Machu Picchu Facts
Below are some of the facts about Machu Picchu:
- The area of Machu Picchu is 32,592 hectares, and the historic sanctuary lies in the basin of the Vilcanota-Urubamba river basin.
- The rocks used for the making of the construction were not fused by any mortar material. This technique is called ashlar, where the rocks are cut in such a way to fit together and get interlinked that they stay joined too tightly. Under such joining not even a needle can pass through the joint.
- The rocks used for making the structures are quite heavy, and some weighted even more than 50 tons. And yet they were not brought to the place on wheels. It is believed the stones were pushed up to the site by hundreds of workers, and some stones were dragged and shaped right from the mountain bed.
- The citadel was made as per the Inca tradition, and has two parts, Hanan and Unin.
- The word Machu Picchu comes from the native language Quechua. The word means Old Mountain or Peak.
- Locals and porters in the area believe in some haunting concept. Many have felt being dragged or pulled out of their tent at night by old spirits. Hence the local porters keep a shining metal or a mirror beneath their bed before resting to keep off such negative energies.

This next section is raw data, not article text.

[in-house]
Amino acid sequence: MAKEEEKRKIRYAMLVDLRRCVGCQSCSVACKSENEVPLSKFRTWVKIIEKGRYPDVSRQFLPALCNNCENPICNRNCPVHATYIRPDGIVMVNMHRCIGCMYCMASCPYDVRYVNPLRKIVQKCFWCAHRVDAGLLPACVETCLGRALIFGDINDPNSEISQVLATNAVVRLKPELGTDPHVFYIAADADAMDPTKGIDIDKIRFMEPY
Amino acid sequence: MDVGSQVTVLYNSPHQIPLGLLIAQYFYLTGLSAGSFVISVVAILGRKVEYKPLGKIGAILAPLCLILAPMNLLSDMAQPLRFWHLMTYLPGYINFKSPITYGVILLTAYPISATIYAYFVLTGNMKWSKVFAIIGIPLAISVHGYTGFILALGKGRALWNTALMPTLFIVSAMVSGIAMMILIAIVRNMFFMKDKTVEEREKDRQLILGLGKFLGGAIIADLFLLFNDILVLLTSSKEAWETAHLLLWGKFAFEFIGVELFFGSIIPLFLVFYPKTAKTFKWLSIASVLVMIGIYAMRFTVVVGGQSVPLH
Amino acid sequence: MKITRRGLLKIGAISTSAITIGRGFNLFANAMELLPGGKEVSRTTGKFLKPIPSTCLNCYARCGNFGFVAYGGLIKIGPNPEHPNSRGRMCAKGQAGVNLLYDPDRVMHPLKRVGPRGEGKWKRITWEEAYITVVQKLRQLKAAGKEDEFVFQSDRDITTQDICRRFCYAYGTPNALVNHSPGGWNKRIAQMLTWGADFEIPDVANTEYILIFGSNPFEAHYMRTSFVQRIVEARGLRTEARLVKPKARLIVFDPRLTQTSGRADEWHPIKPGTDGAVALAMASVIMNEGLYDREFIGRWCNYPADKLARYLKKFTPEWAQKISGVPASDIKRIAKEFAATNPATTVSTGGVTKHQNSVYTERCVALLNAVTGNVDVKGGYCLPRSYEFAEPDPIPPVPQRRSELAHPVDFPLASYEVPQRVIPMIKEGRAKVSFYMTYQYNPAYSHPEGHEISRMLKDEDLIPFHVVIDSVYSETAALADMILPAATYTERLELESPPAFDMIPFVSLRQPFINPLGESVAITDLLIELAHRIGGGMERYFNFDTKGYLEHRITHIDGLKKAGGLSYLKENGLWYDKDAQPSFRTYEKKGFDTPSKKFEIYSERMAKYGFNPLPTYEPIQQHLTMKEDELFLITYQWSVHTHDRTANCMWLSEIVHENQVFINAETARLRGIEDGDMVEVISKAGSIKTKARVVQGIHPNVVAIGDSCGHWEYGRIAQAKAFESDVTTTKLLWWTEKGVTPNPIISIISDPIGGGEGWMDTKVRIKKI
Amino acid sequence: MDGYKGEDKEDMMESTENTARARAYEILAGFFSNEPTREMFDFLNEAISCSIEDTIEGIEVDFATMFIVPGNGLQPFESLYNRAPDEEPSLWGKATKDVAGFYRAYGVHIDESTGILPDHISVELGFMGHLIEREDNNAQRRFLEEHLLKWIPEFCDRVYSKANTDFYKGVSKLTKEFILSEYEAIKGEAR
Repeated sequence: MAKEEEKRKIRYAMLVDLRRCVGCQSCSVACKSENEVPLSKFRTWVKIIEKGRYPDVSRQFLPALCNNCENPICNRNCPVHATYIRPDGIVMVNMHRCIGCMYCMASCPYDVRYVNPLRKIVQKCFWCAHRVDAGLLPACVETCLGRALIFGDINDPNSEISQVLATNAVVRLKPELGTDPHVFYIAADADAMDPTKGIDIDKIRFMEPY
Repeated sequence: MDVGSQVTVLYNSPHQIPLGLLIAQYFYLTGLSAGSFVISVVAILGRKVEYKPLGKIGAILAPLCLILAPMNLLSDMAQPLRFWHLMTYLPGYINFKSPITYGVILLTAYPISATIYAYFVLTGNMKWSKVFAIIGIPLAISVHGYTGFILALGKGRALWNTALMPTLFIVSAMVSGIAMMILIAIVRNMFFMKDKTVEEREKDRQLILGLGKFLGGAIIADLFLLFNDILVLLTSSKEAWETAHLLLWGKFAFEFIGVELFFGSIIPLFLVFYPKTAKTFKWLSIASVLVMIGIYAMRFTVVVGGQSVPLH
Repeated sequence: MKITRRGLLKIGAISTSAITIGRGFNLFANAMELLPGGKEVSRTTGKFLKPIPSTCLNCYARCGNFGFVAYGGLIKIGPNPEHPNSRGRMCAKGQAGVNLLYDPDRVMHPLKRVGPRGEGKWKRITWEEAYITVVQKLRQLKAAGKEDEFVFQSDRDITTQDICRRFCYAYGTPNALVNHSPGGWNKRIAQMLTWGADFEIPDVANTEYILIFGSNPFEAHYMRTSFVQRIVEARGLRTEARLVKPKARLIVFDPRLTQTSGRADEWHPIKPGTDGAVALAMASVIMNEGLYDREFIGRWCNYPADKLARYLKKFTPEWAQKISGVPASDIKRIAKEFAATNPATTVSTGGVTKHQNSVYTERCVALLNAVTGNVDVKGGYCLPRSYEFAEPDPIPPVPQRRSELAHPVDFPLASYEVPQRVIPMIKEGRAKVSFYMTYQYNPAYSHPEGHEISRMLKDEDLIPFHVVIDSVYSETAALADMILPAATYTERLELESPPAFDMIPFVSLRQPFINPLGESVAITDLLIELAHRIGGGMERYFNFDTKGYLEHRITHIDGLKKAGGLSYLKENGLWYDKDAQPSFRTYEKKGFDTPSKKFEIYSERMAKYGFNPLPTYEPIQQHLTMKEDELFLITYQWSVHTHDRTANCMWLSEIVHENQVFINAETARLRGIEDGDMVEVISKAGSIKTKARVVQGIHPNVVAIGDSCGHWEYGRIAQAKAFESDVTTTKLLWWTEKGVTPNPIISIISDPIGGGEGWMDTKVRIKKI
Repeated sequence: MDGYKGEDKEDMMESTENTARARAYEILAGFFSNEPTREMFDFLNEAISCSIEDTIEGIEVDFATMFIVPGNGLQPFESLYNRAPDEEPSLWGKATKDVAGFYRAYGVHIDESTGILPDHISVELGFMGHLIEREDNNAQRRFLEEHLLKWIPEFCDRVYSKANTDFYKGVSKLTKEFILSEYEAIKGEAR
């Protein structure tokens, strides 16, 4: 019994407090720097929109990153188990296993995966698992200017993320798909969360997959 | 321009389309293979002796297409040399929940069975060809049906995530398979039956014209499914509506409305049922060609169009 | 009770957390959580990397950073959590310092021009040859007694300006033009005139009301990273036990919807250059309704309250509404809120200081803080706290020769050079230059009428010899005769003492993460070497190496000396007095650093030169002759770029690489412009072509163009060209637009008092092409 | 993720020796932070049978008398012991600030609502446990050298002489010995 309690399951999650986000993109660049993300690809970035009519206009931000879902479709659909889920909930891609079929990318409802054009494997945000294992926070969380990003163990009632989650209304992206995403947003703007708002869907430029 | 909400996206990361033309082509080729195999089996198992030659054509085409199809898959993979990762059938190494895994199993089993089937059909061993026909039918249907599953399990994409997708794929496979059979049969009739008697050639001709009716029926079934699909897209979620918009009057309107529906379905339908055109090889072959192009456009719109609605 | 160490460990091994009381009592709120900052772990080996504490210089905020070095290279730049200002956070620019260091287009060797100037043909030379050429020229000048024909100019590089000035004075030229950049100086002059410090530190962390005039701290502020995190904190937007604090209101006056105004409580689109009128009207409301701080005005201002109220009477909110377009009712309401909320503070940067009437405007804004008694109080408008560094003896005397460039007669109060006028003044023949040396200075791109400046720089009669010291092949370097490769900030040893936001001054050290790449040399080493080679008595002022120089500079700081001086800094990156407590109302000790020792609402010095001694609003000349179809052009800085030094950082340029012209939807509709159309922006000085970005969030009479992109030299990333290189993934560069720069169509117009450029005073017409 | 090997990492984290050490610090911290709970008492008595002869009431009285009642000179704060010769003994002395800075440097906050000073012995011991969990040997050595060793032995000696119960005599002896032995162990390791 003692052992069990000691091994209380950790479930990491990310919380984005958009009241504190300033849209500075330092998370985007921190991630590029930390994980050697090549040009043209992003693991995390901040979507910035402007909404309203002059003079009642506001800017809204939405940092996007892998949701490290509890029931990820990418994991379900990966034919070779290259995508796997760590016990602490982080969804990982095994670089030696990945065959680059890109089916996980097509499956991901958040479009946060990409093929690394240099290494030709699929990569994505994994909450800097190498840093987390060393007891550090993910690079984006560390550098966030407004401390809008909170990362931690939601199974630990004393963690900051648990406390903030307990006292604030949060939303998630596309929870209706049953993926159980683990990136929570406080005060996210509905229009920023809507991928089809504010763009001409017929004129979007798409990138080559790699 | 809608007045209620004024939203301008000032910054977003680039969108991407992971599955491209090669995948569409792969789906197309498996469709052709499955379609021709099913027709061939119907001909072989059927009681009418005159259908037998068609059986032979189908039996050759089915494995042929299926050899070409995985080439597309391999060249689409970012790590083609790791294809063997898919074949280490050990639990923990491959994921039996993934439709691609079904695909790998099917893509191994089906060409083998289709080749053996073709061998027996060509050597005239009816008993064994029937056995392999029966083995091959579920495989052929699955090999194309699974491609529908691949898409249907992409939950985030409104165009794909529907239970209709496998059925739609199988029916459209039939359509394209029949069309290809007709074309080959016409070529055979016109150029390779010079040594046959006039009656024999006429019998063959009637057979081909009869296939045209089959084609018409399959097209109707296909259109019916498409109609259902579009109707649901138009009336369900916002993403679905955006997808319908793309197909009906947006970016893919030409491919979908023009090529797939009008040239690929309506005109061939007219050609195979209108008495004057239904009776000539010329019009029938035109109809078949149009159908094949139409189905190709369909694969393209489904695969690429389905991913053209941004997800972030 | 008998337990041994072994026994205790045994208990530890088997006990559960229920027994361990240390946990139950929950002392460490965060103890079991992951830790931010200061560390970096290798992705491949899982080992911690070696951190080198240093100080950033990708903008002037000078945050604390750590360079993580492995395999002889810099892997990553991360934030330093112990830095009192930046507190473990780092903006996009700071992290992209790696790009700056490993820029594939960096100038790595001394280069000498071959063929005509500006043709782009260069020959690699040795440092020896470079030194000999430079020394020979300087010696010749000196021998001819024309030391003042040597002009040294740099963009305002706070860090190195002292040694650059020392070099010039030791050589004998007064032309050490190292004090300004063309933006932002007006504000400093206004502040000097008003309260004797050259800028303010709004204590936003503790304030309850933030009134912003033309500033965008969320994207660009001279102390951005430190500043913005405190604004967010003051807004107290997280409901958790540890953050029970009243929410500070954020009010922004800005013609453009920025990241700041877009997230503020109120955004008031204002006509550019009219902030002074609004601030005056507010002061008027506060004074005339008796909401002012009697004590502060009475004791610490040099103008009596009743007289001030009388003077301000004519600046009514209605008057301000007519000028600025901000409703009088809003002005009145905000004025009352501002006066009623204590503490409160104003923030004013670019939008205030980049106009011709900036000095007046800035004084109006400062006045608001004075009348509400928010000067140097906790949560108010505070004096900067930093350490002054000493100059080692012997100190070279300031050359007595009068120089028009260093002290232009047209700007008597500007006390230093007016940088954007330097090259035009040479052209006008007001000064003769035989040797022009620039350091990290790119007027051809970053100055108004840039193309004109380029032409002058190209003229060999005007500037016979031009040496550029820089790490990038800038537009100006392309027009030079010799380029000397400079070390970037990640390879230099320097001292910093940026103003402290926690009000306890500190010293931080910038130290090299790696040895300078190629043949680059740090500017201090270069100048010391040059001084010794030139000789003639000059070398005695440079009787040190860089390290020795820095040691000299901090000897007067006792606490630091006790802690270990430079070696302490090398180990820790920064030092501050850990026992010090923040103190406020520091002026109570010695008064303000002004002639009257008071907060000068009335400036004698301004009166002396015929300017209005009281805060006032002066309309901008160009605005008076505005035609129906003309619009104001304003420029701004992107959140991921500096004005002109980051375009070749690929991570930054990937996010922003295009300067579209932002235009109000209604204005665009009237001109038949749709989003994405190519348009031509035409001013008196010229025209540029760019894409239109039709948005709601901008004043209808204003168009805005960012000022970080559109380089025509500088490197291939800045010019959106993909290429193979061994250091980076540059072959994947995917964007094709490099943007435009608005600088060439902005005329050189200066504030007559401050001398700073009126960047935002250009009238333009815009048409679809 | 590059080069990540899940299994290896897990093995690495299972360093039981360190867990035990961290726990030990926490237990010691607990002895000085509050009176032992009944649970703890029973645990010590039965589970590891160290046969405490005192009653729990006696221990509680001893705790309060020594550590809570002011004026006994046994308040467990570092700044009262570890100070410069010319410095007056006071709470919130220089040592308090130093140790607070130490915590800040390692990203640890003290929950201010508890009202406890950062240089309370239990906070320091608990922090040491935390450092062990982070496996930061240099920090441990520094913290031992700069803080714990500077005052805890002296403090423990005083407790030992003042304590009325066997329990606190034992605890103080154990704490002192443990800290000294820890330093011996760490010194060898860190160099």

- Machu Picchu is 7000 ft above sea level.
- There are over 150 buildings in Machu Picchu which includes temples, bathing places, sanctuaries and houses.
- Individual staircases in the site are mostly carved out from one single slab of stone. And there are almost 100 different staircases in the compound of Machu Picchu.
- The world came to know about this Heritage site for the first time in 1911 when the site got mention and description in the book of Professor Hiram Bingham, named, ‘The Lost City of the Incas’.
- The structures in Machu Picchu were built keeping in mind astronomical calculations and predictions. That’s why there is an Intihuatana stone which can accurately tell the two equinoxes by generating no shadow at all on those two days when the sun rays fall on the sacred stone.
- There were many other cities made by the Incas, but all of them were destroyed in the Spanish invasion. Only this city remained intact as its location helped it stay hidden, and did not make it visible from lower ground heights.